where he had been freed after the
cease-fire was signed. Ben Bella
and four other rebel leaders had
been held by the French since
1956.
The Oran street battle started
when riot police were fired on
while making a routine search of
an apartment building, authorities
said.
The riot police-specially re-
cruited from Metropolitan France
-fired back and soon an entire
block was a battlefield.
"They're firing on us-the dirty
swine," shouted a woman watching
the battle from a doorway.
Conservatives
Reveal Plans
To Coordinate
WASHINGTON 0P) - Regular
quarterly meetings in Washington
were announced yesterday to co-
ordinate the activities of conserva-
tive, anti - communist groups
around the country.
The Rev. Billy James Hargis of
Tulsa, Okla., founder of the Chris-
tian Crusade, told a news confer-
ence that this was one of the
agreements reached at a closed
meeting here last night of repre-
sentatives of about 75 such groups.
"We need contact between Wash-
ington and these leaders of these
grassroots movements," he said.
"It is amazing how few (of the
leaders) meet each other, let alone
conservatives in Congress."
Hargis said he suggested to the
meeting that "two thousand
groups far too often go two thou-
sand ways; I think there is
strength in unity."

Note Dissent
On, Housing
By GERALD STORCH
Presidents of three houses that
may be involved in a switch to co-
educational units this fall report-
ed last night some opposition by
residents of these houses to such
a move.
James Walter, Grad, president
of Tyler-Prescott House in East
Quadrangle, said that most of the
graduate students composing that
house do not wish to move from
East Quad, a circumstance he said
would result from converting any
houses there into women's.
Seniority Rights
And Jo Lofstrom, '64SM, who
heads Hinsdale House in Alice
Lloyd dormitory, added that wom-
en there do not wish to give up
their seniority rights exercised in
choosing location and type of
room in the house.
However, Sandra Wilson, '64,
president of Kleinstueck House,
said that opinion there was fairly
evenly divided, with most of the
women willing to wait for more
information concerning the revi-
sions before taking a final stand.
(Hinsdale, Kleinstueck and Ty-
ler-Prescott will be converted this
fall to coeducational units if the
Residence Halls Board of Gover-
nors, which has approved such a
revision as generally valid, will al-
so adjudge it administrably feasi-
ble.)
Another East Quad
Walter commented that the ad-
ministration probably wouldn't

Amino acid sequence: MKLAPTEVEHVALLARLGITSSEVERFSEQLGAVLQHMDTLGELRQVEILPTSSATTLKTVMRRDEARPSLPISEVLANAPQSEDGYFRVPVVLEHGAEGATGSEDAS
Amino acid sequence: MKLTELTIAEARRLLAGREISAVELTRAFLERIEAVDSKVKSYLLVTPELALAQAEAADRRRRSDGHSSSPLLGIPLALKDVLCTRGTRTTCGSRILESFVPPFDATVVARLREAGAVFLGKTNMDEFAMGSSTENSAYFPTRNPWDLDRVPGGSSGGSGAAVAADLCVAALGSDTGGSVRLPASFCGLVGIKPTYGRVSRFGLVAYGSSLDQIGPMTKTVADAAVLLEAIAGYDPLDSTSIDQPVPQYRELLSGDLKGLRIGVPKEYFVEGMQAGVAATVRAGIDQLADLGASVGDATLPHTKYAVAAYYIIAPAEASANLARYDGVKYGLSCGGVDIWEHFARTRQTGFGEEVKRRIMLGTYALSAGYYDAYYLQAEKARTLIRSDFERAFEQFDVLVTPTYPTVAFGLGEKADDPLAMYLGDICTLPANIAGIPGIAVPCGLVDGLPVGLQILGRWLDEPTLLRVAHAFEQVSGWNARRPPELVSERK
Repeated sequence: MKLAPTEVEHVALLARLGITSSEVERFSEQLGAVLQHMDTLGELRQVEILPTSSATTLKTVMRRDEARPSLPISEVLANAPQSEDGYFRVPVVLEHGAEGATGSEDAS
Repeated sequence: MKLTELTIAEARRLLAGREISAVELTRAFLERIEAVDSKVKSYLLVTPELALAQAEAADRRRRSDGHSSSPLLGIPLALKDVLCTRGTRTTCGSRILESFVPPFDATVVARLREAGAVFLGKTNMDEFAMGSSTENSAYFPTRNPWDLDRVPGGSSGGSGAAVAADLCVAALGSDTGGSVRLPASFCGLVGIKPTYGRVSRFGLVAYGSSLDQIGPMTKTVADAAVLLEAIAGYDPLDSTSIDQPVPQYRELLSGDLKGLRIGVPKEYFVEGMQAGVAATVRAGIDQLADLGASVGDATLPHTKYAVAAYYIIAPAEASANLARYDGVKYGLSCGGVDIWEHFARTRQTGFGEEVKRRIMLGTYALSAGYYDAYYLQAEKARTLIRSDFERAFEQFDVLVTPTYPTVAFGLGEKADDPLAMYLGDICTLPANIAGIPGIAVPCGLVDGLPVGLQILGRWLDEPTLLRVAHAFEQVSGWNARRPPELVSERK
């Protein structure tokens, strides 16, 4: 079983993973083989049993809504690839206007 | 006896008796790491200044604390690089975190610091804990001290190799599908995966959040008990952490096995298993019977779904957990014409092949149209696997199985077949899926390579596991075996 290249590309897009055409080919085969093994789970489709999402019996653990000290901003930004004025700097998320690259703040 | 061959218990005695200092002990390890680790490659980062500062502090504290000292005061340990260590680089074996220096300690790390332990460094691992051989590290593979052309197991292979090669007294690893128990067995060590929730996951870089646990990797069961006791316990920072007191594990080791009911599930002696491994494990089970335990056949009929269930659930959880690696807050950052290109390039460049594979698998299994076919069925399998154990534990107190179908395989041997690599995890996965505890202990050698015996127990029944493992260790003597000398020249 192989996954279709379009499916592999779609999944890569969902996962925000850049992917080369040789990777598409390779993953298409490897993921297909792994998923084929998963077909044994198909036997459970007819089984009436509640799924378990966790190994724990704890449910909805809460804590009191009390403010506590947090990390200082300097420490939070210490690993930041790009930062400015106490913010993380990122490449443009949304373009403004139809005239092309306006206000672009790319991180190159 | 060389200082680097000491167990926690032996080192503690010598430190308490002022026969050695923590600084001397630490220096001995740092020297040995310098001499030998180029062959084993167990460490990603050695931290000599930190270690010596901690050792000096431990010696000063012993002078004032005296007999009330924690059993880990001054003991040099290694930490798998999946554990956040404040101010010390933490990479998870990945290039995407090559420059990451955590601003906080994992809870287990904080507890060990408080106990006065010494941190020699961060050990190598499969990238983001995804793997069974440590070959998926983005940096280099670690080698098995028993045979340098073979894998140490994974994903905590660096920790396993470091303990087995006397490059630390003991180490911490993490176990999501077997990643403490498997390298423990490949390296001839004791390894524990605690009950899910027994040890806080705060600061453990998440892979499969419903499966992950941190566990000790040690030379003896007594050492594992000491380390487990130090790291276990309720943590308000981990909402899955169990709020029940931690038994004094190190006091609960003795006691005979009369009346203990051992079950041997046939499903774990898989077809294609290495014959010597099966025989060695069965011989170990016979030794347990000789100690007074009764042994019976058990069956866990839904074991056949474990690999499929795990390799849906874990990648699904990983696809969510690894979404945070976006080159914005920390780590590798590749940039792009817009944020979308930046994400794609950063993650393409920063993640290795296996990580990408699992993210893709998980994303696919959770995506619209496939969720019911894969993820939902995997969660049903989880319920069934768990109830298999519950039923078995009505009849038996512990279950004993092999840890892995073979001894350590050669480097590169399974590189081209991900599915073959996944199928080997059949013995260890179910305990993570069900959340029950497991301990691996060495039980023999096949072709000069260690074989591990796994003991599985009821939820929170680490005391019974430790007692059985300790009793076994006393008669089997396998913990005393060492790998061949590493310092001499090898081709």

convert another East Quad house
to a graduate unit to handle the
men moved. He therefore predicted
that coed housing wouldn't be in-
stituted at all until 1963.
Miss Lofstrom said that a peti-
tion protesting the switch for this
fall is being circulated in Hins-
dale, with about 50 signatures so
far.
The presidents emphasized that
the residents in general were not
opposed to the concept itself of
coed housing, but that it should
wait unuil it would be less dis-
rupting.

Abrams Scores
On Seventh Tally
BULLETIN
At 2-:15 a.m. Fred Batlle, '64A&D, and Lawrence Monberg, '63,
were elected to the remaining seats on Student Government
Council.
By CYNTHIA NEU
Count Night continued into the wee hours of the morning
as Kenneth Miller, '64, Richard G'sell, '63E, Katherine Ford,
'64, who was running as a write-in candidate after being dis-
qualified earlier, and Howard Abrams, '63, were the only
candidates declared elected to Student Government Council
by 1:45 a.m.
The eighth round of balloting was being counted with
one more full-year and the single half-year seat still un-
filled.
Miller was declared elected on the first ballot with 550
votes.
Of the candidates still remaining, Lawrence Monberg,
'63, was leading with 394 votes with the other candidates fol-
lowing: Fred Batlle, '64A&D,'
374; Matthew Cohen, '64, 339, By Elections
and Steven Taylor, '63, a Y
write-in candidate with 323.
On the seventh ballot Miss Ford5 Positions
and Abrams were declared elected
with 541 and 519, respectively. The
quota was 503. B a d
The total number of valid ballotsFjor
in the election was 3,713 with 124
void ballots, setting the original By MARJORIE BRAHMS
quota at 531.A E
Under the Hare System the Election results for Michigan
quota is determined after each Union Board of Directors, Senior
ballot by dividing the number of class officers of the schools of
valid ballots by the number of Literature, Science, and the Arts,
seats available plus one. The di- Engineering, Education and Busi-
visor for the election was seven. ness Administration, one student
If no one is elected on a ballot, member of the Board in Control
the lowest candidate is dropped of Intercollegiate Athletics and
and his votes, along with the sur- three student members of the
plus votes of already elected can- Board in Control of Student Pubil-